“Slim & I” (PG) ***
IF you’re Australian and alive in the second half of the 20th century, it’s a fair bet that you’ve heard the music of David Gordon Kirkpatrick (1927-2003).
In 1938, young Gordon changed his stage name to Slim Dusty. What followed became Australian country music history. And reshaped Australian country music.
Not exactly the Australian folk songs that AB Paterson collected and Douglas Stewart and Nancy Keesing enlarged and revised forever in “Old Bush Songs” (Angus and Robertson, 1957). Not Tex Morton’s often lugubrious songs in the early years of recorded music. Nor the songs that in my youth in the early 1950s I delighted and sang in productions by a small Brisbane amateur theatre group. But that’s another story.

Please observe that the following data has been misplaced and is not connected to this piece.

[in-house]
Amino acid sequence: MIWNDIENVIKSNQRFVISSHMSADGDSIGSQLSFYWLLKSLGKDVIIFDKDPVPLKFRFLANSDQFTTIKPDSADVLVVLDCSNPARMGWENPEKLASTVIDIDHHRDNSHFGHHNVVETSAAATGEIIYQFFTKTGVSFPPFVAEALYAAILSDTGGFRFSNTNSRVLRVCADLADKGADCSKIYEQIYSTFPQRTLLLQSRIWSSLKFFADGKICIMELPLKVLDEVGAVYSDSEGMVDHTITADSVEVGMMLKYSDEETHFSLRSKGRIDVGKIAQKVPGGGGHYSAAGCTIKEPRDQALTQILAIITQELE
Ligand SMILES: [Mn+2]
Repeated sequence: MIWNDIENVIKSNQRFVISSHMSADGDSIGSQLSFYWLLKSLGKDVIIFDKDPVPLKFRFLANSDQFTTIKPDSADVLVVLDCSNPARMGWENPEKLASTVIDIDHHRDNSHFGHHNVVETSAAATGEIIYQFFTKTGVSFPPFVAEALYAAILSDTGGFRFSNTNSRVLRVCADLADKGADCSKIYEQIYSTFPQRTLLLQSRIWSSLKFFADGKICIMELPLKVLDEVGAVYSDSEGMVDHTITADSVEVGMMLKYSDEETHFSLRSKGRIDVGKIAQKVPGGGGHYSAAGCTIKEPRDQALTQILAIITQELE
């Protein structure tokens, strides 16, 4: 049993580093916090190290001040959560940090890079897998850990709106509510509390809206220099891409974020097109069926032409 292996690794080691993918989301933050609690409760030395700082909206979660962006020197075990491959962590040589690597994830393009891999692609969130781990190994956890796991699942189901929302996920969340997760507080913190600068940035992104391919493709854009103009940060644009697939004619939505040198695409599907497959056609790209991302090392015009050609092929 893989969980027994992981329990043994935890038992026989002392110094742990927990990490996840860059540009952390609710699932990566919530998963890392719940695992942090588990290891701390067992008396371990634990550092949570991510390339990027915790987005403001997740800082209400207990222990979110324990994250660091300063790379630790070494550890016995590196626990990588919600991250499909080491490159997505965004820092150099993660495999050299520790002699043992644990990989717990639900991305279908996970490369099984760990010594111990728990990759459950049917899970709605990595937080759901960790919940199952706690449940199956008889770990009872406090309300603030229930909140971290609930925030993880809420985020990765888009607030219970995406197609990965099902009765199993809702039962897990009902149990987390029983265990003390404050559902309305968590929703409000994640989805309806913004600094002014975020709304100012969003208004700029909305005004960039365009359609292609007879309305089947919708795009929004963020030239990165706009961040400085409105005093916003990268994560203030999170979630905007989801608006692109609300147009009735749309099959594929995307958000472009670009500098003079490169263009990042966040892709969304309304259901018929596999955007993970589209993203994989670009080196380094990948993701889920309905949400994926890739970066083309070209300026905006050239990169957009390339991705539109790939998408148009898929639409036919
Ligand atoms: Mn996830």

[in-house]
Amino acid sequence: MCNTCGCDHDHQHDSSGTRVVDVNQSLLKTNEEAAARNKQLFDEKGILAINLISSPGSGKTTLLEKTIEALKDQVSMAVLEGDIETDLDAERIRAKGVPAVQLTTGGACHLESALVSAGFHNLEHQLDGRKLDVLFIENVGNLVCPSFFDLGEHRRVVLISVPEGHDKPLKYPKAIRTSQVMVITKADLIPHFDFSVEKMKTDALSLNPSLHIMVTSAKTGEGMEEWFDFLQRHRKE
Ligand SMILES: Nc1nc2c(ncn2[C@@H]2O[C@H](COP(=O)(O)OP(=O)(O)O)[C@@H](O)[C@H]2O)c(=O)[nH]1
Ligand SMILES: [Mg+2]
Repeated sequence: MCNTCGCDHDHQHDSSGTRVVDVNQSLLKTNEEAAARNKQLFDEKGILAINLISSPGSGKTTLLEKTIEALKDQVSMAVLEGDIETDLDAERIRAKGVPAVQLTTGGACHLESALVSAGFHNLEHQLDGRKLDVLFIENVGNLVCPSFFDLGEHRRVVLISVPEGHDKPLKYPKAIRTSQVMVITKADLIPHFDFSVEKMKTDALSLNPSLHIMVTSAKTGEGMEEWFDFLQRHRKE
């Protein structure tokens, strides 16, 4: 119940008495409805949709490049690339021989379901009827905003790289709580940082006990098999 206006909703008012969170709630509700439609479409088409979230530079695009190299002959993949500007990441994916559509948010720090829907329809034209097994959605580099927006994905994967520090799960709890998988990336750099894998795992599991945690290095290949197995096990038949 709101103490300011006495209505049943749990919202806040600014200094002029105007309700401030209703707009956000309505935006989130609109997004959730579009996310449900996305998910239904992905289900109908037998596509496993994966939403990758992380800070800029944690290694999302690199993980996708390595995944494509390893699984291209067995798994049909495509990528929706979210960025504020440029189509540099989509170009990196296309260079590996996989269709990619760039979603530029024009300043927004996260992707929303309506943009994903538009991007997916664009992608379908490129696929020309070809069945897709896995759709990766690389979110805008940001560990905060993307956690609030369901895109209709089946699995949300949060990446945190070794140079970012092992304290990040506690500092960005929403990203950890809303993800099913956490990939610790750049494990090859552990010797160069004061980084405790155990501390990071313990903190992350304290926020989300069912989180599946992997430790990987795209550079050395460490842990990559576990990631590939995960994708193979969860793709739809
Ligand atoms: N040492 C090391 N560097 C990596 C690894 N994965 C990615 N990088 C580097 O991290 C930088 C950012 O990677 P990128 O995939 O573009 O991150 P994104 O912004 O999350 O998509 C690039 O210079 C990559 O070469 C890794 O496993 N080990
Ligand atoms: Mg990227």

To describe Slim Dusty as an icon of Australian country music is to use that term correctly, unlike the galling over-use of its adjectival form, particularly by electric media folk.
In this film, director Kriv Stenders acknowledges Slim’s contributions affectionately and, as far as can be ascertained, accurately. As well he might, having access to the wide range of recorded images and sounds that weren’t available to the folk who wrote and sang in the years when writing down words and music was the only way of preserving the songs they sang about their daily lives and interests.
But Stenders’ film goes further. Indeed, his film sets the record straighter. Tucked at the end of its title is an eponymous “I”.
Who was that person? Well, it’s a lady called Joy McKean who before marrying Slim in 1951 had, together with her sister Heather, an established career in country music. Who, after marrying Slim, created most of the songs that made him famous. And at age 90 is still writing and composing. “Slim & I” is more a paean to her than to Slim.
Onya Joy. Onya Kriv. Can’t say more, better or fairer than that.
At Dendy, Palace Electric and Limelight